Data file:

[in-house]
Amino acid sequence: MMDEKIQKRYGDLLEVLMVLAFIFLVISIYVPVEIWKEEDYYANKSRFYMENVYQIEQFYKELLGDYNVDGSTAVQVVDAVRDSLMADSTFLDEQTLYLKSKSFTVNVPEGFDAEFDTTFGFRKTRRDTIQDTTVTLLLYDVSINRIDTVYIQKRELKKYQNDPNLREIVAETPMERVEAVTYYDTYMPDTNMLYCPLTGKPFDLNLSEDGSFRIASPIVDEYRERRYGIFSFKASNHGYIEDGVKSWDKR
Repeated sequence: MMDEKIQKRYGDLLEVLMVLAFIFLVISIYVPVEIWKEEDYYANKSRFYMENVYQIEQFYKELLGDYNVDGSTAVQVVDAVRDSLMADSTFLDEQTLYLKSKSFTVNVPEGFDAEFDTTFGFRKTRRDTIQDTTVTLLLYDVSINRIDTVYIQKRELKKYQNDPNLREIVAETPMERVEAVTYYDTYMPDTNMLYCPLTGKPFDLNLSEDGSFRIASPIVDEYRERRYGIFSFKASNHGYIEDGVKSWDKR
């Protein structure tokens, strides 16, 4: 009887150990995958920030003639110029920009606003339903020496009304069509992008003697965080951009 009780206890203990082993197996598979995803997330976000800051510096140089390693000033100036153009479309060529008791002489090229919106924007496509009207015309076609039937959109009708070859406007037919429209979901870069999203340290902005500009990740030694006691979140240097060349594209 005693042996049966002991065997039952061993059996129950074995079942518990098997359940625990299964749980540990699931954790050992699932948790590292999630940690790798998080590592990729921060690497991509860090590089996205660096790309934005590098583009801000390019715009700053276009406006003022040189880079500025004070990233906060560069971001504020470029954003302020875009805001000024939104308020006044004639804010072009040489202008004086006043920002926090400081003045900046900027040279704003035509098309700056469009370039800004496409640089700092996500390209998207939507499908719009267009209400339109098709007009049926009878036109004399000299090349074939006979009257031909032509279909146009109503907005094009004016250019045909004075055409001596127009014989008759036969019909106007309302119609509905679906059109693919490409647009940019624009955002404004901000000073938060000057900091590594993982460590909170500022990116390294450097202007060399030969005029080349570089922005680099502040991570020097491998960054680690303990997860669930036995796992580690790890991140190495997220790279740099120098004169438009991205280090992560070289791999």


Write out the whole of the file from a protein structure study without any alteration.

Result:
[in-house]
Amino acid sequence: MMDEKIQKRYGDLLEVLMVLAFIFLVISIYVPVEIWKEEDYYANKSRFYMENVYQIEQFYKELLGDYNVDGSTAVQVVDAVRDSLMADSTFLDEQTLYLKSKSFTVNVPEGFDAEFDTTFGFRKTRRDTIQDTTVTLLLYDVSINRIDTVYIQKRELKKYQNDPNLREIVAETPMERVEAVTYYDTYMPDTNMLYCPLTGKPFDLNLSEDGSFRIASPIVDEYRERRYGIFSFKASNHGYIEDGVKSWDKR
Repeated sequence: MMDEKIQKRYGDLLEVLMVLAFIFLVISIYVPVEIWKEEDYYANKSRFYMENVYQIEQFYKELLGDYNVDGSTAVQVVDAVRDSLMADSTFLDEQTLYLKSKSFTVNVPEGFDAEFDTTFGFRKTRRDTIQDTTVTLLLYDVSINRIDTVYIQKRELKKYQNDPNLREIVAETPMERVEAVTYYDTYMPDTNMLYCPLTGKPFDLNLSEDGSFRIASPIVDEYRERRYGIFSFKASNHGYIEDGVKSWDKR
């Protein structure tokens, strides 16, 4: 009887150990995958920030003639110029920009606003339903020496009304069509992008003697965080951009 009780206890203990082993197996598979995803997330976000800051510096140089390693000033100036153009479309060529008791002489090229919106924007496509009207015309076609039937959109009708070859406007037919429209979901870069999203340290902005500009990740030694006691979140240097060349594209 005693042996049966002991065997039952061993059996129950074995079942518990098997359940625990299964749980540990699931954790050992699932948790590292999630940690790798998080590592990729921060690497991509860090590089996205660096790309934005590098583009801000390019715009700053276009406006003022040189880079500025004070990233906060560069971001504020470029954003302020875009805001000024939104308020006044004639804010072009040489202008004086006043920002926090400081003045900046900027040279704003035509098309700056469009370039800004496409640089700092996500390209998207939507499908719009267009209400339109098709007009049926009878036109004399000299090349074939006979009257031909032509279909146009109503907005094009004016250019045909004075055409001596127009014989008759036969019909106007309302119609509905679906059109693919490409647009940019624009955002404004901000000073938060000057900091590594993982460590909170500022990116390294450097202007060399030969005029080349570089922005680099502040991570020097491998960054680690303990997860669930036995796992580690790890991140190495997220790279740099120098004169438009991205280090992560070289791999």